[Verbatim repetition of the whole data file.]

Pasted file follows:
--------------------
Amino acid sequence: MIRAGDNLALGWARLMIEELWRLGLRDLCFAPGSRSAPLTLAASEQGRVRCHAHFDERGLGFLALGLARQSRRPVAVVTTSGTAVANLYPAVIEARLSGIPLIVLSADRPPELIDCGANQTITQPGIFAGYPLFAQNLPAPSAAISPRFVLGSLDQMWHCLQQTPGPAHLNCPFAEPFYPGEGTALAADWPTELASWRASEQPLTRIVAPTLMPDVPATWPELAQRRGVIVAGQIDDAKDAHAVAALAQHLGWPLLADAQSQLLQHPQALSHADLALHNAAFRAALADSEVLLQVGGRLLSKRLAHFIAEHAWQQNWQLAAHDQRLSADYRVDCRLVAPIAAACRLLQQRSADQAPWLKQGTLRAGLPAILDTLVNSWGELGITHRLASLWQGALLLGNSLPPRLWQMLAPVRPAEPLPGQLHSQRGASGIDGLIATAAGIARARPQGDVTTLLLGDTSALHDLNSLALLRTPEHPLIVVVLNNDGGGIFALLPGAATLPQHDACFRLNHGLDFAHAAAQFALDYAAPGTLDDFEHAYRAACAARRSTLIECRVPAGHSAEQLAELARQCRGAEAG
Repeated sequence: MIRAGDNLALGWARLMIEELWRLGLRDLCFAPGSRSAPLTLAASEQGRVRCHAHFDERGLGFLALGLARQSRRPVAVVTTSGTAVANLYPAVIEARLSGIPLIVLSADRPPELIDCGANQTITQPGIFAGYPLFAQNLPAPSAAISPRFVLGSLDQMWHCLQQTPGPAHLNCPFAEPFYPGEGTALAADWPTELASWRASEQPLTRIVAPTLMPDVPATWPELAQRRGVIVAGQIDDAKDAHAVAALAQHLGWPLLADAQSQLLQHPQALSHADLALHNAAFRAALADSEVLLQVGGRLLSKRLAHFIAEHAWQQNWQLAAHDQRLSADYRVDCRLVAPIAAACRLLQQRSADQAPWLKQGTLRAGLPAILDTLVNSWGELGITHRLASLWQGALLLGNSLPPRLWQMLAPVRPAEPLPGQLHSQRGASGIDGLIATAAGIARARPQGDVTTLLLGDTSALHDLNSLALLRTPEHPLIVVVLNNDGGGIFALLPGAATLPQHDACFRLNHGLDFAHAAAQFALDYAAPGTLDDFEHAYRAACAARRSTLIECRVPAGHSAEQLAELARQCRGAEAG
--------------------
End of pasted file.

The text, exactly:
Amino acid sequence: MIRAGDNLALGWARLMIEELWRLGLRDLCFAPGSRSAPLTLAASEQGRVRCHAHFDERGLGFLALGLARQSRRPVAVVTTSGTAVANLYPAVIEARLSGIPLIVLSADRPPELIDCGANQTITQPGIFAGYPLFAQNLPAPSAAISPRFVLGSLDQMWHCLQQTPGPAHLNCPFAEPFYPGEGTALAADWPTELASWRASEQPLTRIVAPTLMPDVPATWPELAQRRGVIVAGQIDDAKDAHAVAALAQHLGWPLLADAQSQLLQHPQALSHADLALHNAAFRAALADSEVLLQVGGRLLSKRLAHFIAEHAWQQNWQLAAHDQRLSADYRVDCRLVAPIAAACRLLQQRSADQAPWLKQGTLRAGLPAILDTLVNSWGELGITHRLASLWQGALLLGNSLPPRLWQMLAPVRPAEPLPGQLHSQRGASGIDGLIATAAGIARARPQGDVTTLLLGDTSALHDLNSLALLRTPEHPLIVVVLNNDGGGIFALLPGAATLPQHDACFRLNHGLDFAHAAAQFALDYAAPGTLDDFEHAYRAACAARRSTLIECRVPAGHSAEQLAELARQCRGAEAG
Repeated sequence: MIRAGDNLALGWARLMIEELWRLGLRDLCFAPGSRSAPLTLAASEQGRVRCHAHFDERGLGFLALGLARQSRRPVAVVTTSGTAVANLYPAVIEARLSGIPLIVLSADRPPELIDCGANQTITQPGIFAGYPLFAQNLPAPSAAISPRFVLGSLDQMWHCLQQTPGPAHLNCPFAEPFYPGEGTALAADWPTELASWRASEQPLTRIVAPTLMPDVPATWPELAQRRGVIVAGQIDDAKDAHAVAALAQHLGWPLLADAQSQLLQHPQALSHADLALHNAAFRAALADSEVLLQVGGRLLSKRLAHFIAEHAWQQNWQLAAHDQRLSADYRVDCRLVAPIAAACRLLQQRSADQAPWLKQGTLRAGLPAILDTLVNSWGELGITHRLASLWQGALLLGNSLPPRLWQMLAPVRPAEPLPGQLHSQRGASGIDGLIATAAGIARARPQGDVTTLLLGDTSALHDLNSLALLRTPEHPLIVVVLNNDGGGIFALLPGAATLPQHDACFRLNHGLDFAHAAAQFALDYAAPGTLDDFEHAYRAACAARRSTLIECRVPAGHSAEQLAELARQCRGAEAG